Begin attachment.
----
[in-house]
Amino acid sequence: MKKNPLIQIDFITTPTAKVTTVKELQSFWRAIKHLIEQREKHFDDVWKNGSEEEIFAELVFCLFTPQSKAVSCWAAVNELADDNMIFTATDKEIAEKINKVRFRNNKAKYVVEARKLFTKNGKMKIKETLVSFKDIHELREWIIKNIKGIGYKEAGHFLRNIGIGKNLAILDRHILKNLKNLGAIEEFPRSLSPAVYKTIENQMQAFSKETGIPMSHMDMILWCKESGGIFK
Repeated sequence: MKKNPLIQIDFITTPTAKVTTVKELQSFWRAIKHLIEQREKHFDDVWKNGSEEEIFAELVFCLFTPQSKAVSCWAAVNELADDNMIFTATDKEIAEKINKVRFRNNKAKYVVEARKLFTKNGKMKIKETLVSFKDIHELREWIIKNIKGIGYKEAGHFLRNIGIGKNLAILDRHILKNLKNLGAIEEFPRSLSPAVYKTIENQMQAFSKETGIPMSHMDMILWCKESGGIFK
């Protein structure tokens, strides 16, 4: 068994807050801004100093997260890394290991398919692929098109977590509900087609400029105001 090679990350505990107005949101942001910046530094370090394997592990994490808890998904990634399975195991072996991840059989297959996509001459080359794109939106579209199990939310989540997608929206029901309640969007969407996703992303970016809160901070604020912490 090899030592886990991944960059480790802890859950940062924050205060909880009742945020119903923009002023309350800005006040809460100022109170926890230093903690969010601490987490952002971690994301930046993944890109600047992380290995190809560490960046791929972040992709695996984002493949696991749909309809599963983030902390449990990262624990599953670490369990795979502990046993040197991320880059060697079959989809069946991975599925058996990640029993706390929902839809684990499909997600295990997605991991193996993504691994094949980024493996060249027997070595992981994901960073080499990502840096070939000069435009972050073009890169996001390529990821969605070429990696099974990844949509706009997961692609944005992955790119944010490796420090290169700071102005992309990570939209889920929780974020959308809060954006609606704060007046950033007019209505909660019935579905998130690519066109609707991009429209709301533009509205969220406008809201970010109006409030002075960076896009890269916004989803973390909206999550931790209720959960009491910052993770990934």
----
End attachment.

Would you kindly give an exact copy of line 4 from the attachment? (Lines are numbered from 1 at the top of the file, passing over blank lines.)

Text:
């Protein structure tokens, strides 16, 4: 068994807050801004100093997260890394290991398919692929098109977590509900087609400029105001 090679990350505990107005949101942001910046530094370090394997592990994490808890998904990634399975195991072996991840059989297959996509001459080359794109939106579209199990939310989540997608929206029901309640969007969407996703992303970016809160901070604020912490 090899030592886990991944960059480790802890859950940062924050205060909880009742945020119903923009002023309350800005006040809460100022109170926890230093903690969010601490987490952002971690994301930046993944890109600047992380290995190809560490960046791929972040992709695996984002493949696991749909309809599963983030902390449990990262624990599953670490369990795979502990046993040197991320880059060697079959989809069946991975599925058996990640029993706390929902839809684990499909997600295990997605991991193996993504691994094949980024493996060249027997070595992981994901960073080499990502840096070939000069435009972050073009890169996001390529990821969605070429990696099974990844949509706009997961692609944005992955790119944010490796420090290169700071102005992309990570939209889920929780974020959308809060954006609606704060007046950033007019209505909660019935579905998130690519066109609707991009429209709301533009509205969220406008809201970010109006409030002075960076896009890269916004989803973390909206999550931790209720959960009491910052993770990934």